- “It’s what the psychologist Julie Norem calls ‘defensive pessimism,’ though its origins stretch back to the Stoics of ancient Greece. Thinking carefully about how badly things could go, the Stoics Seneca and Epictetus both recognized, saps the future of its anxiety-producing power; once you’ve figured out how you’d cope if things went wrong, the resulting peace of mind leaves you better primed for success. A similar focus on downsides informs the Principle of Affordable Loss, part of the business philosophy known as ‘effectuation.’ Instead of asking how likely some venture is to succeed, ask whether you could tolerate the consequences if it failed. That way, you’ll take the interestingly risky steps while avoiding the stupidly risky ones.”
Sort of asking yourself “how bad could it be?”
Six years since the worst natural disaster of the decade – Fukushima. The most extreme fears of nuclear meltdown did not materialise. Still, a number of silver linings have emerged from even this tragedy. For starters, it expanded the boundaries of thinking about “black swan” worst case possibilities for designers and regulators. Subsequent reviews of nuclear facilities around the world have uncovered flooding vulnerabilities that escaped previous inspections. While the costs of clean up, recovery and lingering radiation continue to be borne, also consider the potential disasters averted and lives saved from the lessons of this cruel classroom.
There’s seems to be a “day” for everything. One of the more colourfully contrived is today’s “International Panic Day”. With the advent of Brexit and the Trump candidacy, it probably couldn’t come at a better time. Kathryn Flett provides a refreshing perspective on “feeling panicky” on a daily basis in her Sunday Times piece (paywalled) “Restless? Edgy? Tired? Then rejoice, for you are alive”…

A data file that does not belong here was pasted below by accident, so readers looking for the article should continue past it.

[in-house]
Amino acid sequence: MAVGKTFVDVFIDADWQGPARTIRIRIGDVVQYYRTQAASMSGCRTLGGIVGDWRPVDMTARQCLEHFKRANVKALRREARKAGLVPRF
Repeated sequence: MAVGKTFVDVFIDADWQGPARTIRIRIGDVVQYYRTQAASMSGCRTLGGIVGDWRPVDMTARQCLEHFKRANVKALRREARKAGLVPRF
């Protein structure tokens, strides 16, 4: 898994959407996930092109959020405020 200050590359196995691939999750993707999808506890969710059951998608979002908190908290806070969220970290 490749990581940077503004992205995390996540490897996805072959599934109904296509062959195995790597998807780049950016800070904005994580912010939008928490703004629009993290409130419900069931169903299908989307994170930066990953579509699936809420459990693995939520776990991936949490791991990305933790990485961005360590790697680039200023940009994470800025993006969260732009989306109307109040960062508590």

- “I read a report in Grazia magazine on ‘generalised anxiety disorder’, or GAD, something to which young professional women are apparently prone. It is, we are told, the latest thing for those with nothing more pressing to worry about to worry about. GAD-triggers apparently include ‘anything that puts us under significant pressure’ and the condition is characterised by ‘feeling panicky, struggling to sleep and having a racing mind’. A diagnosis of GAD can be made confidently when one has had at least three of the following symptoms for longer than six months: restlessness or feeling on edge; problems concentrating; muscle tension; sleep disturbance; feeling tired; or irritability. From my perspective, as a middle-aged professional woman, this sounds suspiciously like ‘being alive syndrome’.”
National Science Day. Curiously an official day in India, but not the USA. I always say that young people starting out in their career need to figure out what they can do better than (a) a computer, and (b) a highly motivated Asian (think booming China, SEA, and India). India’s National Science Day provides a clue as to their priorities. Whereas in America we have a Tartar Sauce Day, a Cold Cut Day and a Dadgum That’s Good Day (and that’s just next month), we don’t have a National Science Day. Go figure.
The celebrate the failure scientists embrace every day in their craft, I have these the inspired interview with Mario Livio above as well as this enjoyable one on The Daily Show (only available in USA).